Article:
• Feel nervous, irritable, impatient, or on edge.
• Feel depressed, hopeless, overwhelmed, tearful, or angry.
• Feel stressed, including having trouble concentrating, sleeping, or remembering things.
• Have eating problems, such as appetite loss, forgetting to eat, or overeating.
• Have flashbacks, disturbing thoughts, feelings, or memories.
• Feel confused, frustrated, or isolated because other people don’t understand why you are afraid.

If Someone You Know is Being Stalked, You Can Help
Listen. Show support. Don’t blame the victim for the crime. Remember that every situation is different, and allow the person being stalked to make choices about how to handle it. Find someone you can talk to about the situation. Take steps to ensure your own safety. For more ideas on how you can help, call 1-800-FYI-CALL.
Stalking is unpredictable and dangerous. No two stalking situations are alike. There are no guarantees that what works for one person will work for another, yet you can take steps to increase your safety.

If you are in immediate danger, call 911.

Trust your instincts. Don’t downplay the danger. If you feel you are unsafe, you probably are. Take threats seriously. Danger generally is higher when the stalker talks about suicide or murder, or when a victim tries to leave or end the relationship.

Contact a crisis hotline, victim services agency, or a domestic violence or rape crisis program. They can help you devise a safety plan, give you information about local laws, refer you to other services, and weigh options such as seeking a protection order. Develop a safety plan, including things like changing your routine, arranging a place to stay, and having a friend or relative go places with you. Also, decide in advance what to do if the stalker shows up at your home, work, school, or somewhere else. Tell people how they can help you.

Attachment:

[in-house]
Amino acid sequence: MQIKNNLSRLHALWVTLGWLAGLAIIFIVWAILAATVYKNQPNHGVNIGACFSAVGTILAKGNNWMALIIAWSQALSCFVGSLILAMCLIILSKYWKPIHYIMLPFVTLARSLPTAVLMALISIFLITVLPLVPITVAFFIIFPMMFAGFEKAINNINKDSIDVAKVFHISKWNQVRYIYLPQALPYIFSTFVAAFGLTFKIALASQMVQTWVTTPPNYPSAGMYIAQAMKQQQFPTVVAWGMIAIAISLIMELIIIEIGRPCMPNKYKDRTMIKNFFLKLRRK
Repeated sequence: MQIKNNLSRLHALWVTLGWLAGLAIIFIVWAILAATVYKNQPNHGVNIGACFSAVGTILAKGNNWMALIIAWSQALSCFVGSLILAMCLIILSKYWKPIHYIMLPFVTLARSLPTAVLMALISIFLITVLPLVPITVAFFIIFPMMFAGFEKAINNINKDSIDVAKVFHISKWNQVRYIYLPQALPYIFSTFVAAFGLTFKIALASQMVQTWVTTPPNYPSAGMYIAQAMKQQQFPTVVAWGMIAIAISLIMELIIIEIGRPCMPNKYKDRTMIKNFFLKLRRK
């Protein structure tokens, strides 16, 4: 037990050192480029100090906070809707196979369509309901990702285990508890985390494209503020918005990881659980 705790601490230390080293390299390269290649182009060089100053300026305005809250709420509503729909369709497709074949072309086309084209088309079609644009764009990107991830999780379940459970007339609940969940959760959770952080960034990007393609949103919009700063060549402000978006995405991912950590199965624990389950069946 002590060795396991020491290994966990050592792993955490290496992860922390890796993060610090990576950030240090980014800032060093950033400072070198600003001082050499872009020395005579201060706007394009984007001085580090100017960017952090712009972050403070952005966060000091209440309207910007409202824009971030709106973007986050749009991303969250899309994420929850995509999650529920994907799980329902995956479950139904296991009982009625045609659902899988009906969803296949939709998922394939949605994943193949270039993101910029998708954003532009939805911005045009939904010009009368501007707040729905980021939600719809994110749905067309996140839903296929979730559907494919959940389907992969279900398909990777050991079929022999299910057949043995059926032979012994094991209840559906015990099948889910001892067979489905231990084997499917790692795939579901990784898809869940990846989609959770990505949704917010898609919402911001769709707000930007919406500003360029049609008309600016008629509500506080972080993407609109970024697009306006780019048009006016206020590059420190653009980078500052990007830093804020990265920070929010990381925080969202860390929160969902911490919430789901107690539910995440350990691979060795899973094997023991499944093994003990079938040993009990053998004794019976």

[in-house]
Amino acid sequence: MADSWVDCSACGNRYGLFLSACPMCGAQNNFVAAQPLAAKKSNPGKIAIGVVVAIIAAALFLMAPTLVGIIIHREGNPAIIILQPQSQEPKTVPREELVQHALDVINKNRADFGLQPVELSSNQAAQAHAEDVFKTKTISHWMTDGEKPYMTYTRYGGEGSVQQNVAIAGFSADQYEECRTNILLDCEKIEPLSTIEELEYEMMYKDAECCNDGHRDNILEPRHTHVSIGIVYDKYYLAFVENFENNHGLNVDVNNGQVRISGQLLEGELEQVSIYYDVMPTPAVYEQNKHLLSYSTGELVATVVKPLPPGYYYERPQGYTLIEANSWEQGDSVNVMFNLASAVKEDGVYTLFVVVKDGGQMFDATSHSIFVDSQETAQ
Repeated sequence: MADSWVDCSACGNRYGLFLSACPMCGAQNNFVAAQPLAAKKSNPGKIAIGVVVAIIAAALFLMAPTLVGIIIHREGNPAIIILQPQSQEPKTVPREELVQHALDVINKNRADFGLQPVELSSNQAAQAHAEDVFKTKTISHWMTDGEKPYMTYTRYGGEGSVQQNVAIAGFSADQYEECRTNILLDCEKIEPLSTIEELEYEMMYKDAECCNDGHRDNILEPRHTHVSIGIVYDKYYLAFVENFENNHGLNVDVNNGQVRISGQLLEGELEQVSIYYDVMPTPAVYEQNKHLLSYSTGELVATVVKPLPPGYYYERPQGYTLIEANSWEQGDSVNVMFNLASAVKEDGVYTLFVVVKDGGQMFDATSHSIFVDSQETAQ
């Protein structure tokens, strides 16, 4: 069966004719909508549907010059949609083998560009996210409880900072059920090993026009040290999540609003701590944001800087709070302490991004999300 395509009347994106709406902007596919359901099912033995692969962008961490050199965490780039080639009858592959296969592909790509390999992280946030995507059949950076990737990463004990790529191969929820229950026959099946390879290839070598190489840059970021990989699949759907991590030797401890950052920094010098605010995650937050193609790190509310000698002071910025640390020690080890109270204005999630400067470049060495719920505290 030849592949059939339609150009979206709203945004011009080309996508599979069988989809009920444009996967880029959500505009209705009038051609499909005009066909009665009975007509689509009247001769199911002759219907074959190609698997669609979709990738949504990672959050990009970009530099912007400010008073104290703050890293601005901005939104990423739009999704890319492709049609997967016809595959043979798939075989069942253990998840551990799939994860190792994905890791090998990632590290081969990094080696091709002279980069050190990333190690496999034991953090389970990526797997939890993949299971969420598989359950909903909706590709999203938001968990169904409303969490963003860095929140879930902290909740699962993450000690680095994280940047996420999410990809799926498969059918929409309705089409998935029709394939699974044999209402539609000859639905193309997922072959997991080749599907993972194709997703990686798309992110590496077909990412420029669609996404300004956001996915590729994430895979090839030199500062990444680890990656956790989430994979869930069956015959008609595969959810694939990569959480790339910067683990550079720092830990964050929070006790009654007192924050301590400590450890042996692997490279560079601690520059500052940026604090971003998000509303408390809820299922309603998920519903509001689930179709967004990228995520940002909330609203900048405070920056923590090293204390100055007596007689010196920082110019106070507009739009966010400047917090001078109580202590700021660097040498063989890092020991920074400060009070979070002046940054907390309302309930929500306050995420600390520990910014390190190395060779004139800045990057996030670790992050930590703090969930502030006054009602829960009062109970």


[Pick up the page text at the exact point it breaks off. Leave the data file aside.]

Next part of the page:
Don’t communicate with the stalker or respond to attempts to contact you. Keep evidence of the stalking. When the stalker follows you or contacts you, write down the time, date, and place. Keep e-mails, phone messages, letters, or notes. Photograph anything of yours the stalker damages and any injuries the stalker causes.

Ask witnesses to write down what they saw. Contact the police. Every state has stalking laws. The stalker may also have broken other laws by doing things like assaulting you or stealing or destroying your property. Consider getting a court order that tells the stalker to stay away from you.

Tell family, friends, roommates, and co-workers about the stalking and seek their support. Tell security staff at your job or school. Ask them to help watch out for your safety. Stalking is a series of actions that make you feel afraid or in danger. Stalking is serious, often violent, and can
escalate over time.

A stalker can be someone you know well or not at all. Most have dated or been involved with the people they stalk. About 75 percent of stalking cases are men stalking women, but men do stalk men, women do stalk women, and women do stalk men.

All rights reserved.
Copyright © 2002 by the National Center for Victims of Crime. This information may be freely distributed, provided that it is distributed free of charge, in its entirety and includes this copyright notice.